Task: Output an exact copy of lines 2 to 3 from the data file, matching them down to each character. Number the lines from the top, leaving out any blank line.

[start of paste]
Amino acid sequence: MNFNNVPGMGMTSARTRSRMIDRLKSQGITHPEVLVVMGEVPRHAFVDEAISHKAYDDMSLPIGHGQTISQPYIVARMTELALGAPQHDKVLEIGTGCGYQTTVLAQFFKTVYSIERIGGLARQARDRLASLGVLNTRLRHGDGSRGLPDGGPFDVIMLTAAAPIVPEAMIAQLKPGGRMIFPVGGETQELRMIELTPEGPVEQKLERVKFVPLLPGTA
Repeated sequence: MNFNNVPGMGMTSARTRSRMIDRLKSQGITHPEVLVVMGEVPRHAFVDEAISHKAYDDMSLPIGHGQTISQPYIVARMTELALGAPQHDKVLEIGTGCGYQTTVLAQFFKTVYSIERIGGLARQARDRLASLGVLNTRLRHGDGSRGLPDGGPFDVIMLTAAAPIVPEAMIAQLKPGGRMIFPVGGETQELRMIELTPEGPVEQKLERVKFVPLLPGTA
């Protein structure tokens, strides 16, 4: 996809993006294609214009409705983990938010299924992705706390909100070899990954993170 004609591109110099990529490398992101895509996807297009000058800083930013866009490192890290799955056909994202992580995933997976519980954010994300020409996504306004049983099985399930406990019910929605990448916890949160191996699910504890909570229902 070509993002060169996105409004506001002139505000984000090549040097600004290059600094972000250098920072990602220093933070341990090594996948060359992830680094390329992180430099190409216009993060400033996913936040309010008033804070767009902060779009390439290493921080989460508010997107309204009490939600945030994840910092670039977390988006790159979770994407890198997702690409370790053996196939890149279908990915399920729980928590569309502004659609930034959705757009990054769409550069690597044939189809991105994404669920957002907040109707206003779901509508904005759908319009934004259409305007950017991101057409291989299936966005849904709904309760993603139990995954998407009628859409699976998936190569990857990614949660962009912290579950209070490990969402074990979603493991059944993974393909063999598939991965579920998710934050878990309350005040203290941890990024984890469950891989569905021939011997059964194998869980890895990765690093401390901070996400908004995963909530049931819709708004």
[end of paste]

Repeated sequence: MNFNNVPGMGMTSARTRSRMIDRLKSQGITHPEVLVVMGEVPRHAFVDEAISHKAYDDMSLPIGHGQTISQPYIVARMTELALGAPQHDKVLEIGTGCGYQTTVLAQFFKTVYSIERIGGLARQARDRLASLGVLNTRLRHGDGSRGLPDGGPFDVIMLTAAAPIVPEAMIAQLKPGGRMIFPVGGETQELRMIELTPEGPVEQKLERVKFVPLLPGTA
């Protein structure tokens, strides 16, 4: 996809993006294609214009409705983990938010299924992705706390909100070899990954993170 004609591109110099990529490398992101895509996807297009000058800083930013866009490192890290799955056909994202992580995933997976519980954010994300020409996504306004049983099985399930406990019910929605990448916890949160191996699910504890909570229902 070509993002060169996105409004506001002139505000984000090549040097600004290059600094972000250098920072990602220093933070341990090594996948060359992830680094390329992180430099190409216009993060400033996913936040309010008033804070767009902060779009390439290493921080989460508010997107309204009490939600945030994840910092670039977390988006790159979770994407890198997702690409370790053996196939890149279908990915399920729980928590569309502004659609930034959705757009990054769409550069690597044939189809991105994404669920957002907040109707206003779901509508904005759908319009934004259409305007950017991101057409291989299936966005849904709904309760993603139990995954998407009628859409699976998936190569990857990614949660962009912290579950209070490990969402074990979603493991059944993974393909063999598939991965579920998710934050878990309350005040203290941890990024984890469950891989569905021939011997059964194998869980890895990765690093401390901070996400908004995963909530049931819709708004």